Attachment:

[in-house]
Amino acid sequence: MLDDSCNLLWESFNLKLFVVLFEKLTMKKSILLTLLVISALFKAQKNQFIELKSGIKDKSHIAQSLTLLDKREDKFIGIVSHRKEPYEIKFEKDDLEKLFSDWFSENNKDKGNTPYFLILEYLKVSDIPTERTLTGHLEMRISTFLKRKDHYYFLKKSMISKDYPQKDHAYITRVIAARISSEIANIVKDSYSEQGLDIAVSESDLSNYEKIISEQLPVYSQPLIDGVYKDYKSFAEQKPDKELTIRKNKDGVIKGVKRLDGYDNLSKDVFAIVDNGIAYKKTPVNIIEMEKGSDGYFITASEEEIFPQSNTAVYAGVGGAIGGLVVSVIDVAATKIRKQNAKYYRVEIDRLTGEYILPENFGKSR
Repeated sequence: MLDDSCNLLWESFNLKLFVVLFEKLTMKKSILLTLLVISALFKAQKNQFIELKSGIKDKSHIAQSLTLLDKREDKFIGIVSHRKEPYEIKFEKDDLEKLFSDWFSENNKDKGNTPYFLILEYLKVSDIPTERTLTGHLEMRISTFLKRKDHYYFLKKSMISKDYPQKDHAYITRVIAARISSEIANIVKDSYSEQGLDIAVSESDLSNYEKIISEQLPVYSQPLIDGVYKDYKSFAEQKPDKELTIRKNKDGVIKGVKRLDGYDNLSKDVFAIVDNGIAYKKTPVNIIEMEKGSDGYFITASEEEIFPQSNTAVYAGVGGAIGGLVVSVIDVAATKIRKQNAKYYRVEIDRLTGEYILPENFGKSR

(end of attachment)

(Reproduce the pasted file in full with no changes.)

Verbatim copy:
[in-house]
Amino acid sequence: MLDDSCNLLWESFNLKLFVVLFEKLTMKKSILLTLLVISALFKAQKNQFIELKSGIKDKSHIAQSLTLLDKREDKFIGIVSHRKEPYEIKFEKDDLEKLFSDWFSENNKDKGNTPYFLILEYLKVSDIPTERTLTGHLEMRISTFLKRKDHYYFLKKSMISKDYPQKDHAYITRVIAARISSEIANIVKDSYSEQGLDIAVSESDLSNYEKIISEQLPVYSQPLIDGVYKDYKSFAEQKPDKELTIRKNKDGVIKGVKRLDGYDNLSKDVFAIVDNGIAYKKTPVNIIEMEKGSDGYFITASEEEIFPQSNTAVYAGVGGAIGGLVVSVIDVAATKIRKQNAKYYRVEIDRLTGEYILPENFGKSR
Repeated sequence: MLDDSCNLLWESFNLKLFVVLFEKLTMKKSILLTLLVISALFKAQKNQFIELKSGIKDKSHIAQSLTLLDKREDKFIGIVSHRKEPYEIKFEKDDLEKLFSDWFSENNKDKGNTPYFLILEYLKVSDIPTERTLTGHLEMRISTFLKRKDHYYFLKKSMISKDYPQKDHAYITRVIAARISSEIANIVKDSYSEQGLDIAVSESDLSNYEKIISEQLPVYSQPLIDGVYKDYKSFAEQKPDKELTIRKNKDGVIKGVKRLDGYDNLSKDVFAIVDNGIAYKKTPVNIIEMEKGSDGYFITASEEEIFPQSNTAVYAGVGGAIGGLVVSVIDVAATKIRKQNAKYYRVEIDRLTGEYILPENFGKSR